By Gilda Daniels, University of Baltimore School of Law
While great progress has certainly been made since the Voting Rights Act was put into place in 1965, new barriers to exercising the franchise are being erected at a rapid pace. Section 5 of the Voting Rights Act provided assurance that in areas with a history of discrimination, those barriers would receive federal oversight to insure that they would not deter progress for voters of color. With the Supreme Court’s decision in Shelby County vs. Holder, jurisdictions once required to preclear any voting qualification or prerequisite will now be left to themselves to determine what laws they should adopt, a “right” the Court’s decision says is foundational for treating states equally. The Court ignores, however, the importance of insuring that laws are in place to treat citizens equally. In a nation with changing demographics, where a significant percentage of voters of color reside in now-formerly protected jurisdictions, the removal of federal oversight could lead to a sound thrashing of the democratic process.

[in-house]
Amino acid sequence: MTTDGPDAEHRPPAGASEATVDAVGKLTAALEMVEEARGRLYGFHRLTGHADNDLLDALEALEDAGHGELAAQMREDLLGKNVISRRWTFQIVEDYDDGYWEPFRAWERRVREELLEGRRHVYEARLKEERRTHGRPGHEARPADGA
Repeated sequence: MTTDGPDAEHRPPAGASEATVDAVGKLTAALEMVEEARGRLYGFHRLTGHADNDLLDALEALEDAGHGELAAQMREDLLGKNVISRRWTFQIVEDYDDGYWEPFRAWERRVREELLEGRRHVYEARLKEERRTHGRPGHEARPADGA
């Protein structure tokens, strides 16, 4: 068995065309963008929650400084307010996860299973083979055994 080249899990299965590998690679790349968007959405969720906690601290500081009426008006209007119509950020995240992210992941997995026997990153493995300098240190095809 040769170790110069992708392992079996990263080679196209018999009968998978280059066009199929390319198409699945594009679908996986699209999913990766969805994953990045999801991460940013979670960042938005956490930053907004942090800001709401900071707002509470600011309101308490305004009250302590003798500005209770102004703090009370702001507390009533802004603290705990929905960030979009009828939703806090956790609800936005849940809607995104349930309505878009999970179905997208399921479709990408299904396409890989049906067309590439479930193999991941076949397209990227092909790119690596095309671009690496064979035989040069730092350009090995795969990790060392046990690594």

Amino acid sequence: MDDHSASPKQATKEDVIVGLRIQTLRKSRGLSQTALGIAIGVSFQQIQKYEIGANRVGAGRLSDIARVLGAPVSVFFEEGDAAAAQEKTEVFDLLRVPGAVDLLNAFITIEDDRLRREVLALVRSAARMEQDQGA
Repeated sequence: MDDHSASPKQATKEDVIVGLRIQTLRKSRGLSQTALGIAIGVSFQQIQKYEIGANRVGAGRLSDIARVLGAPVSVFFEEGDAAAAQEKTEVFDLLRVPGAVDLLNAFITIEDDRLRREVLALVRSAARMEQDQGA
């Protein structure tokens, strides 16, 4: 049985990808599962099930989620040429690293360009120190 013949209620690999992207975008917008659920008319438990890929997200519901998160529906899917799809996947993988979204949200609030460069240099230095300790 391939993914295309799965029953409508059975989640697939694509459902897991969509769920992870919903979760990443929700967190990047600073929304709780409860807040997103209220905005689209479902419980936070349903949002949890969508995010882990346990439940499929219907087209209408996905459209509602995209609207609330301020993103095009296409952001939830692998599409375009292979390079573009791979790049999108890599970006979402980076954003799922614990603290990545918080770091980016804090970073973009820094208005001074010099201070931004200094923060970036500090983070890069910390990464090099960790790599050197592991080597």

With protections removed, we will witness a widening gap between voters of color and white voters in voter registration, a decline in the number of minority elected officials and more restrictive laws that impact the elderly, the poor and other historically disadvantaged groups. It has taken a herculean effort of massive education and legal challenges from advocacy groups, nonprofit organizations and the federal government to combat the onslaught of restrictive legislation proposed in the last two years. It will take even more vigilance to protect the progress of the last fifty years and to exceed the promise of current conditions.
Gilda Daniels is a voting rights expert, who has served as a Deputy Chief in the United States Department of Justice, Civil Rights Division, Voting Section in both the Clinton and George W. Bush administrations. Professor Daniels is currently an assistant professor of law teaching critical legal theory, election law, and civil procedure at the University of Baltimore School of Law.